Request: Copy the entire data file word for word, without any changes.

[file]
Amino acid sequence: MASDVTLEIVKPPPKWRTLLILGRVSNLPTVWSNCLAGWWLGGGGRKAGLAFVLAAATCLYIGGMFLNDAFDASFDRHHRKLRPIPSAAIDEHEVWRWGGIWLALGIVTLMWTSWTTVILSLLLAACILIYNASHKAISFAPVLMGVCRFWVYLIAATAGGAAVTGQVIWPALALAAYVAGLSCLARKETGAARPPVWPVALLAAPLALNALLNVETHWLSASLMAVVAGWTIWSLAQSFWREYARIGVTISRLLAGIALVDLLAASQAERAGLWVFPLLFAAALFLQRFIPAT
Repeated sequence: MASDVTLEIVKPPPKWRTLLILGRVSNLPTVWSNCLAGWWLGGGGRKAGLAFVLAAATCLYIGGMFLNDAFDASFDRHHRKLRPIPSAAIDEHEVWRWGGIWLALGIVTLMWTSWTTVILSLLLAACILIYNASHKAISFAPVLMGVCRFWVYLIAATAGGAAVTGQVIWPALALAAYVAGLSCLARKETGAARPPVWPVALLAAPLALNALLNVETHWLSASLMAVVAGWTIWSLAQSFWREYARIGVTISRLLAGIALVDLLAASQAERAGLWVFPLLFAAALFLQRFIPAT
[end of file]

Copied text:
Amino acid sequence: MASDVTLEIVKPPPKWRTLLILGRVSNLPTVWSNCLAGWWLGGGGRKAGLAFVLAAATCLYIGGMFLNDAFDASFDRHHRKLRPIPSAAIDEHEVWRWGGIWLALGIVTLMWTSWTTVILSLLLAACILIYNASHKAISFAPVLMGVCRFWVYLIAATAGGAAVTGQVIWPALALAAYVAGLSCLARKETGAARPPVWPVALLAAPLALNALLNVETHWLSASLMAVVAGWTIWSLAQSFWREYARIGVTISRLLAGIALVDLLAASQAERAGLWVFPLLFAAALFLQRFIPAT
Repeated sequence: MASDVTLEIVKPPPKWRTLLILGRVSNLPTVWSNCLAGWWLGGGGRKAGLAFVLAAATCLYIGGMFLNDAFDASFDRHHRKLRPIPSAAIDEHEVWRWGGIWLALGIVTLMWTSWTTVILSLLLAACILIYNASHKAISFAPVLMGVCRFWVYLIAATAGGAAVTGQVIWPALALAAYVAGLSCLARKETGAARPPVWPVALLAAPLALNALLNVETHWLSASLMAVVAGWTIWSLAQSFWREYARIGVTISRLLAGIALVDLLAASQAERAGLWVFPLLFAAALFLQRFIPAT